Speaking at a briefing on Monday, Kerslake said that as the civil service gets smaller, there will be a “higher premium on this sort of cross-Whitehall initiative”. When the civil service needs to develop particular skills, “we’re more likely to get it right if we do [it] as a corporate exercise, and see this capability as a corporate resource,” he added. It is “a key part of getting stronger [as a service] to not see everything in individual departments”.
The MPLA’s model of a “cross-Whitehall, targeted improvement in areas where we need to get better” may be extended to other areas, said Kerslake, suggesting that commissioning and procurement skills are “key areas we might explore as a next wave”.
The Major Projects Leadership Academy (MPLA), a partnership between government and Oxford’s Saïd Business School, will train 50 civil servants a year to lead complex projects effectively, improving the likelihood that projects will be delivered successfully and reducing government’s reliance on consultants.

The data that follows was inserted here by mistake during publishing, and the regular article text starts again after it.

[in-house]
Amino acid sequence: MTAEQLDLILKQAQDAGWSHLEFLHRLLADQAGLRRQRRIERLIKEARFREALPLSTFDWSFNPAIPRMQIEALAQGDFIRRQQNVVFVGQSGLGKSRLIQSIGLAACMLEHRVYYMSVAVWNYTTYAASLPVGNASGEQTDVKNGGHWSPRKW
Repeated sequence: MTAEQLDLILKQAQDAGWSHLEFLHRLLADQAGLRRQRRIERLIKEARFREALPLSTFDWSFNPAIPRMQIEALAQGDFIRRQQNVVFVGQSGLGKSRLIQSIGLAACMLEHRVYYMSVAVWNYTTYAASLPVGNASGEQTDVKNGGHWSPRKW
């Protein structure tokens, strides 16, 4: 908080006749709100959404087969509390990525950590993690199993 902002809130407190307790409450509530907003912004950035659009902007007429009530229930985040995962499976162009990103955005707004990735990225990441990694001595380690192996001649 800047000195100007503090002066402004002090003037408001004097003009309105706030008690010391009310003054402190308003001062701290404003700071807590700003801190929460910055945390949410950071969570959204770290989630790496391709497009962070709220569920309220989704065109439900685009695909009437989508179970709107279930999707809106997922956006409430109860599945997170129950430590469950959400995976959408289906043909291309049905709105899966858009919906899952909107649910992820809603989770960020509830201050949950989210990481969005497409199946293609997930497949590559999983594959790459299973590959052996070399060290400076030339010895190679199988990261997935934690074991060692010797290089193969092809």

Every department involved in major projects “will be expected to participate”, Kerslake said. In future, all the senior responsible officers of major projects will need to have completed the MPLA course.
The academy will accept its first cohort of 25 officials in October. They will undertake a one-year course, followed by a two-year development plan.
The MPLA will cost £6.7m in its first year, which is being met by the Cabinet Office. After this period, the cost of sending officials to the academy will be met by departments from their own budgets.